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10 Things You Might Not Know About Jimi Hendrix

Jimi Hendrix in 1967
Jimi Hendrix in 1967

Unbelievably, 2020 marks the 50th anniversary of the death of guitar virtuoso Jimi Hendrix.  On September 18, 1970, Hendrix died of asphyxia while intoxicated with the barbiturate Vesparax.  Allegedly, he mistakenly took 9 pills – 18 times the recommended dose of half a pill.

A member of the “27 Club” with Jim Morrison, Janis Joplin, Brian Jones, Robert Johnson and now Kurt Cobain and Amy Winehouse, Hendrix accomplished an incredible amount in the less than four years he was in the spotlight. From 1966-1970, he played over 600 shows, many of them as the headliner of a festival.

Here are 10 things you might not know about the music icon:

01 Hendrix and the Army

You may have heard that Jimi was in the U.S. Army, but you might not know some of the particulars.  After Hendrix was caught joyriding twice by the police, he had two options — go to prison or join the army.  At the age of 18, he chose the army and went through eight weeks of training for the 101st Airborne Division in Fort Campbell, KY, and then went on to complete eight months of paratrooper training, receiving the prestigious Screaming Eagles patch.  Hendrix lied for years that he had received a medical discharge after breaking his ankle in a parachute landing, but in actuality he was honorably discharged after his platoon sergeant wrote a report saying, “He has no interest whatsoever in the Army … It is my opinion that Private Hendrix will never come up to the standards required of a soldier. I feel that the military service will benefit if he is discharged as soon as possible.”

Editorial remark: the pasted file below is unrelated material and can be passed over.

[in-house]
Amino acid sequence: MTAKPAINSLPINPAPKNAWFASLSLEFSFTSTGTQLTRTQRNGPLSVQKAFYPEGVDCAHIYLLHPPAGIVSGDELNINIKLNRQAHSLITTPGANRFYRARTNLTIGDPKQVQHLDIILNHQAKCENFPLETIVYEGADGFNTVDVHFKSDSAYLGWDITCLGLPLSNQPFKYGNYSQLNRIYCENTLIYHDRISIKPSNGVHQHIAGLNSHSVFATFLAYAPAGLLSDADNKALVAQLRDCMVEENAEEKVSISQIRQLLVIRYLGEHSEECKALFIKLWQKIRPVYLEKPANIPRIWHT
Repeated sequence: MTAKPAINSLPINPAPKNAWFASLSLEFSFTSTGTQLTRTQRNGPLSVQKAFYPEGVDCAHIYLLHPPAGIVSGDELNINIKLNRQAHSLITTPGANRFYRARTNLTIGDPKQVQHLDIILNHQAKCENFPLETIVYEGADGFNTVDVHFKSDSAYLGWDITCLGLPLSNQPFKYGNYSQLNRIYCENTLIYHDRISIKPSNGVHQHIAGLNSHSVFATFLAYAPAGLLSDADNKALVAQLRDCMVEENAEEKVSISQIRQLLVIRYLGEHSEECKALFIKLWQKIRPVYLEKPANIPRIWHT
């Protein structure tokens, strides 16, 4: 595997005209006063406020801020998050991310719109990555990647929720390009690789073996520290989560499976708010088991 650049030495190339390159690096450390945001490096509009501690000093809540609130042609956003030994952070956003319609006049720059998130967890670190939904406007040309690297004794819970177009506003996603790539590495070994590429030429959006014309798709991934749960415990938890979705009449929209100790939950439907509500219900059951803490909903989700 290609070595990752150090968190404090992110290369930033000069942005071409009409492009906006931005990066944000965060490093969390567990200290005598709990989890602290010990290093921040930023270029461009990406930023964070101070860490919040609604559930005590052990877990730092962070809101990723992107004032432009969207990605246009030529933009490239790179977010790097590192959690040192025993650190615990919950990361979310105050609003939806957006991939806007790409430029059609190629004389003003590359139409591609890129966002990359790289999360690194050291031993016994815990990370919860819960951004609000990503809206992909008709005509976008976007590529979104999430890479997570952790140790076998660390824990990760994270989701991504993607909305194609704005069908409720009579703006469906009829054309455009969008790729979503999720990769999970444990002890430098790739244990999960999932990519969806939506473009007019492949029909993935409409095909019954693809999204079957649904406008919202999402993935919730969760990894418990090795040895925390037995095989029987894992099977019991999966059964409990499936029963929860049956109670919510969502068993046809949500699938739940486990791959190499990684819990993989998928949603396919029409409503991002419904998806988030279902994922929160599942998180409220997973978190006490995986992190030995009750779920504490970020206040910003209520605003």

One plus of serving in the military was that he met bassist Billy Cox, who would eventually join the Jimi Hendrix Experience, and be on stage with Hendrix for his last concerts.

Another fun fact: Jimi allegedly continued to always make his bed neatly every day, in true military style.

02 Hendrix Family Dynamics and Name Changes

Hendrix was born in Seattle on November 27, 1942 and was named Johnny Allen Hendrix. He was first raised by his mother, Lucille, as his father, James “Al” Hendrix was fighting in World War II.  When Al returned from the war in 1945, he renamed his son James Marshall Hendrix and later divorced Jimi’s mom, and took custody of Jimi and his brother, Leon. Leon had been in and out of foster care due to his parent’s constant state of poverty and struggles with alcohol.  They also had three other younger siblings – Joseph, Cathy and Pamela – all of whom were given up for adoption.  Jimi was not particularly close to his mother, and she passed away when he was 15.

When Jimi was first playing live, he used the name “Jimmy James.” It was not until 1966 in London that he changed his stage name to “Jimi Hendrix” as suggested by his manager.

The Hendrix estate is currently controlled by Janie Hendrix, Al’s adopted step-daughter, as he wrote Leon out of his will before he passed away in 2002.  Leon continues to contest the will and has licensed various Hendrix products.